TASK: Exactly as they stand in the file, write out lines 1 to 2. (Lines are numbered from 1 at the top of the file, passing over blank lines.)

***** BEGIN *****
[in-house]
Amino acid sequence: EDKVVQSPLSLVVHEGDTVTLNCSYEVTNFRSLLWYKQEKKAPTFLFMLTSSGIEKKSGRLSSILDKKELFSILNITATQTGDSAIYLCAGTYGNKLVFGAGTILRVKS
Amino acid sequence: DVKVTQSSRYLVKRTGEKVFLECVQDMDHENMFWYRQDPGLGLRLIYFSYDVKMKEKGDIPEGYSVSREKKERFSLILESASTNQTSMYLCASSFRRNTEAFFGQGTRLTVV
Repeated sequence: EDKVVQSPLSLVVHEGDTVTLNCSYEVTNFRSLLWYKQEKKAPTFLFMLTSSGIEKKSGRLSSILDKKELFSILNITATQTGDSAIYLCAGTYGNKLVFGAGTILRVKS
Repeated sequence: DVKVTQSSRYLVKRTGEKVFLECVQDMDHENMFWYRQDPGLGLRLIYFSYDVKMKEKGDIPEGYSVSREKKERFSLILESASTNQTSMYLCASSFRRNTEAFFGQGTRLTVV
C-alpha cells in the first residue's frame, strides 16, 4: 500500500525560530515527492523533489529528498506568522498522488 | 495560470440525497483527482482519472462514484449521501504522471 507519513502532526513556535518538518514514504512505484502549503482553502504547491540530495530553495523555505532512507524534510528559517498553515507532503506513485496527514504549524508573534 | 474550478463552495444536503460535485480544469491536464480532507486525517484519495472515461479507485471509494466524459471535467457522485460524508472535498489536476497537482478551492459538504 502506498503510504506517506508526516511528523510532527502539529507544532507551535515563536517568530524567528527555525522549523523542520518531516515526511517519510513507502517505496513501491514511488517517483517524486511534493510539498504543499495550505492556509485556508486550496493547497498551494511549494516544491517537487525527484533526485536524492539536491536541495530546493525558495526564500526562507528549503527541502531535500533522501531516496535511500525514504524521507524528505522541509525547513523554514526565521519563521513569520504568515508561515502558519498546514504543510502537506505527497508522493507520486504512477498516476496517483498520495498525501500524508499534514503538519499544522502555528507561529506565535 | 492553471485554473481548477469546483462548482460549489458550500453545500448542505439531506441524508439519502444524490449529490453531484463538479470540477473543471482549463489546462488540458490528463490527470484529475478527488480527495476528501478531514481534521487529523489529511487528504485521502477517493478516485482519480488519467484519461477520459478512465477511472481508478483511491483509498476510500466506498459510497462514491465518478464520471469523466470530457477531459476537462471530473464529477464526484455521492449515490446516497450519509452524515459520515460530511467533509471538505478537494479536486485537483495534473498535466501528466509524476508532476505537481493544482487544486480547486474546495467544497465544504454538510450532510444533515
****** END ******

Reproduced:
[in-house]
Amino acid sequence: EDKVVQSPLSLVVHEGDTVTLNCSYEVTNFRSLLWYKQEKKAPTFLFMLTSSGIEKKSGRLSSILDKKELFSILNITATQTGDSAIYLCAGTYGNKLVFGAGTILRVKS